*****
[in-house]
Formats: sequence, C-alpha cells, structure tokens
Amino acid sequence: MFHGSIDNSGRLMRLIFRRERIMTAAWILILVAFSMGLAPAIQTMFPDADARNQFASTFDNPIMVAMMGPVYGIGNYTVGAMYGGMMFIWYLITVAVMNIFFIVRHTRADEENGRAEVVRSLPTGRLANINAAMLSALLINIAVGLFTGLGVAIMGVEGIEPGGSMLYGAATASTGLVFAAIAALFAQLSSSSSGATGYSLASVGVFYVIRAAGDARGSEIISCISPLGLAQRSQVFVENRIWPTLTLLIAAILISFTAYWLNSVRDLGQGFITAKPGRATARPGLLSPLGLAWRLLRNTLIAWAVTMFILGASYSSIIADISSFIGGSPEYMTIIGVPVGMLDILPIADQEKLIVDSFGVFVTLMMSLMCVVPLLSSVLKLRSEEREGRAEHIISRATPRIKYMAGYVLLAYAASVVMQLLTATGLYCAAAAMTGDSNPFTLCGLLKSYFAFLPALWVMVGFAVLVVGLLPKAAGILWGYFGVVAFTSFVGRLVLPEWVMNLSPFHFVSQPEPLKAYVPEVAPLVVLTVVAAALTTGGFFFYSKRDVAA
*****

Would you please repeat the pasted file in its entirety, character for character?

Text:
[in-house]
Formats: sequence, C-alpha cells, structure tokens
Amino acid sequence: MFHGSIDNSGRLMRLIFRRERIMTAAWILILVAFSMGLAPAIQTMFPDADARNQFASTFDNPIMVAMMGPVYGIGNYTVGAMYGGMMFIWYLITVAVMNIFFIVRHTRADEENGRAEVVRSLPTGRLANINAAMLSALLINIAVGLFTGLGVAIMGVEGIEPGGSMLYGAATASTGLVFAAIAALFAQLSSSSSGATGYSLASVGVFYVIRAAGDARGSEIISCISPLGLAQRSQVFVENRIWPTLTLLIAAILISFTAYWLNSVRDLGQGFITAKPGRATARPGLLSPLGLAWRLLRNTLIAWAVTMFILGASYSSIIADISSFIGGSPEYMTIIGVPVGMLDILPIADQEKLIVDSFGVFVTLMMSLMCVVPLLSSVLKLRSEEREGRAEHIISRATPRIKYMAGYVLLAYAASVVMQLLTATGLYCAAAAMTGDSNPFTLCGLLKSYFAFLPALWVMVGFAVLVVGLLPKAAGILWGYFGVVAFTSFVGRLVLPEWVMNLSPFHFVSQPEPLKAYVPEVAPLVVLTVVAAALTTGGFFFYSKRDVAA